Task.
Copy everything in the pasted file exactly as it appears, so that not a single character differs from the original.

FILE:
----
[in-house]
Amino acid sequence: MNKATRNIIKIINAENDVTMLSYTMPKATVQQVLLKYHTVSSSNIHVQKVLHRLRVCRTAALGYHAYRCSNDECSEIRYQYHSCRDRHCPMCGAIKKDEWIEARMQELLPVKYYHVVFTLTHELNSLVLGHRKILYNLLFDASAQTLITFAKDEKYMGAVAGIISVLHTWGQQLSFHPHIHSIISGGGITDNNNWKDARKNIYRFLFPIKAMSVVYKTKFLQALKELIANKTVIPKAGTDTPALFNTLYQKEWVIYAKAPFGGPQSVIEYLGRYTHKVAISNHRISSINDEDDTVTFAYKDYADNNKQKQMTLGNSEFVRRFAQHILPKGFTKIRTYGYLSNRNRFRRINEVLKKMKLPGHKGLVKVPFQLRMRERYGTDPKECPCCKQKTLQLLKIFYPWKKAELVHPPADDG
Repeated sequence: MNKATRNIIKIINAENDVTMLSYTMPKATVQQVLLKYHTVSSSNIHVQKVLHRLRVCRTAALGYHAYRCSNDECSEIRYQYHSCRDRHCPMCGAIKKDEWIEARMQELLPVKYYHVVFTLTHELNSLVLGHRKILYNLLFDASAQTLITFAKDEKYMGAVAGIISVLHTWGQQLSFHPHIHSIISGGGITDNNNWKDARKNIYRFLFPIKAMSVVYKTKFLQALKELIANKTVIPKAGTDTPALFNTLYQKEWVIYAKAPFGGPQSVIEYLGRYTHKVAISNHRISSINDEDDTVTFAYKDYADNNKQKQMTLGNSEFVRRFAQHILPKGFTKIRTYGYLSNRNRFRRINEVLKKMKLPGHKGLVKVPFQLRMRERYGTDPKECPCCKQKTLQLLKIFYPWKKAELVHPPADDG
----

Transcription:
[in-house]
Amino acid sequence: MNKATRNIIKIINAENDVTMLSYTMPKATVQQVLLKYHTVSSSNIHVQKVLHRLRVCRTAALGYHAYRCSNDECSEIRYQYHSCRDRHCPMCGAIKKDEWIEARMQELLPVKYYHVVFTLTHELNSLVLGHRKILYNLLFDASAQTLITFAKDEKYMGAVAGIISVLHTWGQQLSFHPHIHSIISGGGITDNNNWKDARKNIYRFLFPIKAMSVVYKTKFLQALKELIANKTVIPKAGTDTPALFNTLYQKEWVIYAKAPFGGPQSVIEYLGRYTHKVAISNHRISSINDEDDTVTFAYKDYADNNKQKQMTLGNSEFVRRFAQHILPKGFTKIRTYGYLSNRNRFRRINEVLKKMKLPGHKGLVKVPFQLRMRERYGTDPKECPCCKQKTLQLLKIFYPWKKAELVHPPADDG
Repeated sequence: MNKATRNIIKIINAENDVTMLSYTMPKATVQQVLLKYHTVSSSNIHVQKVLHRLRVCRTAALGYHAYRCSNDECSEIRYQYHSCRDRHCPMCGAIKKDEWIEARMQELLPVKYYHVVFTLTHELNSLVLGHRKILYNLLFDASAQTLITFAKDEKYMGAVAGIISVLHTWGQQLSFHPHIHSIISGGGITDNNNWKDARKNIYRFLFPIKAMSVVYKTKFLQALKELIANKTVIPKAGTDTPALFNTLYQKEWVIYAKAPFGGPQSVIEYLGRYTHKVAISNHRISSINDEDDTVTFAYKDYADNNKQKQMTLGNSEFVRRFAQHILPKGFTKIRTYGYLSNRNRFRRINEVLKKMKLPGHKGLVKVPFQLRMRERYGTDPKECPCCKQKTLQLLKIFYPWKKAELVHPPADDG